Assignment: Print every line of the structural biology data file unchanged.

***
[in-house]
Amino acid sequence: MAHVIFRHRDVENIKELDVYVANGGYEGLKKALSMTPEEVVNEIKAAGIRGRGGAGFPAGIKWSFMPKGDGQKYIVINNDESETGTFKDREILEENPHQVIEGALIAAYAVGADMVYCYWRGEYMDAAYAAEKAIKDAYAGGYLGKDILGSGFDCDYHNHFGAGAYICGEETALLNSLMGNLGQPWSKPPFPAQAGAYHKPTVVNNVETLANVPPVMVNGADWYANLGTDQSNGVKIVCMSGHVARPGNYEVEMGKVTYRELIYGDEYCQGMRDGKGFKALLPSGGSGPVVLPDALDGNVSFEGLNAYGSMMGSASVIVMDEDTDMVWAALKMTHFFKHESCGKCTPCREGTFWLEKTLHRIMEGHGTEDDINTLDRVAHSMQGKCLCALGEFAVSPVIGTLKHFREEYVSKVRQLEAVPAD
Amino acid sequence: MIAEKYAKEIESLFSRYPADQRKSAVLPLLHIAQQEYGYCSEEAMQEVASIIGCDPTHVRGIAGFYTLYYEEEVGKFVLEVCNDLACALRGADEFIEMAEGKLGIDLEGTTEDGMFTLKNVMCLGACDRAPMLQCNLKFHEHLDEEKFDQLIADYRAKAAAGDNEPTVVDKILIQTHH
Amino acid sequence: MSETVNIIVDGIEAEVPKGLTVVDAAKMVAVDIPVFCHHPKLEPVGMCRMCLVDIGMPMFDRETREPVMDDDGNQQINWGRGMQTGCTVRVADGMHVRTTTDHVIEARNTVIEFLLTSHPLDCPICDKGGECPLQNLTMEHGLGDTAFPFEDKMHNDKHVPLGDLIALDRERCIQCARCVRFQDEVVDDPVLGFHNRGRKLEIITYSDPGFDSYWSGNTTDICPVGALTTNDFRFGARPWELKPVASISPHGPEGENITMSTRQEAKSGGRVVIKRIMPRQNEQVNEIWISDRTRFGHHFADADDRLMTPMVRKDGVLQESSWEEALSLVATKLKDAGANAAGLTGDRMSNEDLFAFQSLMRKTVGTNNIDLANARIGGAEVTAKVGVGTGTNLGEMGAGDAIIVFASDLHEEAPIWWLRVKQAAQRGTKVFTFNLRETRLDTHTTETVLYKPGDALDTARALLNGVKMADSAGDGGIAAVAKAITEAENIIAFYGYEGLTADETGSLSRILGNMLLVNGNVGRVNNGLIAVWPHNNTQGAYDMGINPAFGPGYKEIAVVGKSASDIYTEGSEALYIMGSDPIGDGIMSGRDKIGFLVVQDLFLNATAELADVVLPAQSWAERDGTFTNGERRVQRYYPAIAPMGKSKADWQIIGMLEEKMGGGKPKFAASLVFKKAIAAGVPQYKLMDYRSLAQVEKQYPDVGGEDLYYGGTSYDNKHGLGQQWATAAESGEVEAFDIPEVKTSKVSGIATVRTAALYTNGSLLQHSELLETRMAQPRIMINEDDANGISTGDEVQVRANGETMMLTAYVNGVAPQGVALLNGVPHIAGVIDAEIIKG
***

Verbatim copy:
[in-house]
Amino acid sequence: MAHVIFRHRDVENIKELDVYVANGGYEGLKKALSMTPEEVVNEIKAAGIRGRGGAGFPAGIKWSFMPKGDGQKYIVINNDESETGTFKDREILEENPHQVIEGALIAAYAVGADMVYCYWRGEYMDAAYAAEKAIKDAYAGGYLGKDILGSGFDCDYHNHFGAGAYICGEETALLNSLMGNLGQPWSKPPFPAQAGAYHKPTVVNNVETLANVPPVMVNGADWYANLGTDQSNGVKIVCMSGHVARPGNYEVEMGKVTYRELIYGDEYCQGMRDGKGFKALLPSGGSGPVVLPDALDGNVSFEGLNAYGSMMGSASVIVMDEDTDMVWAALKMTHFFKHESCGKCTPCREGTFWLEKTLHRIMEGHGTEDDINTLDRVAHSMQGKCLCALGEFAVSPVIGTLKHFREEYVSKVRQLEAVPAD
Amino acid sequence: MIAEKYAKEIESLFSRYPADQRKSAVLPLLHIAQQEYGYCSEEAMQEVASIIGCDPTHVRGIAGFYTLYYEEEVGKFVLEVCNDLACALRGADEFIEMAEGKLGIDLEGTTEDGMFTLKNVMCLGACDRAPMLQCNLKFHEHLDEEKFDQLIADYRAKAAAGDNEPTVVDKILIQTHH
Amino acid sequence: MSETVNIIVDGIEAEVPKGLTVVDAAKMVAVDIPVFCHHPKLEPVGMCRMCLVDIGMPMFDRETREPVMDDDGNQQINWGRGMQTGCTVRVADGMHVRTTTDHVIEARNTVIEFLLTSHPLDCPICDKGGECPLQNLTMEHGLGDTAFPFEDKMHNDKHVPLGDLIALDRERCIQCARCVRFQDEVVDDPVLGFHNRGRKLEIITYSDPGFDSYWSGNTTDICPVGALTTNDFRFGARPWELKPVASISPHGPEGENITMSTRQEAKSGGRVVIKRIMPRQNEQVNEIWISDRTRFGHHFADADDRLMTPMVRKDGVLQESSWEEALSLVATKLKDAGANAAGLTGDRMSNEDLFAFQSLMRKTVGTNNIDLANARIGGAEVTAKVGVGTGTNLGEMGAGDAIIVFASDLHEEAPIWWLRVKQAAQRGTKVFTFNLRETRLDTHTTETVLYKPGDALDTARALLNGVKMADSAGDGGIAAVAKAITEAENIIAFYGYEGLTADETGSLSRILGNMLLVNGNVGRVNNGLIAVWPHNNTQGAYDMGINPAFGPGYKEIAVVGKSASDIYTEGSEALYIMGSDPIGDGIMSGRDKIGFLVVQDLFLNATAELADVVLPAQSWAERDGTFTNGERRVQRYYPAIAPMGKSKADWQIIGMLEEKMGGGKPKFAASLVFKKAIAAGVPQYKLMDYRSLAQVEKQYPDVGGEDLYYGGTSYDNKHGLGQQWATAAESGEVEAFDIPEVKTSKVSGIATVRTAALYTNGSLLQHSELLETRMAQPRIMINEDDANGISTGDEVQVRANGETMMLTAYVNGVAPQGVALLNGVPHIAGVIDAEIIKG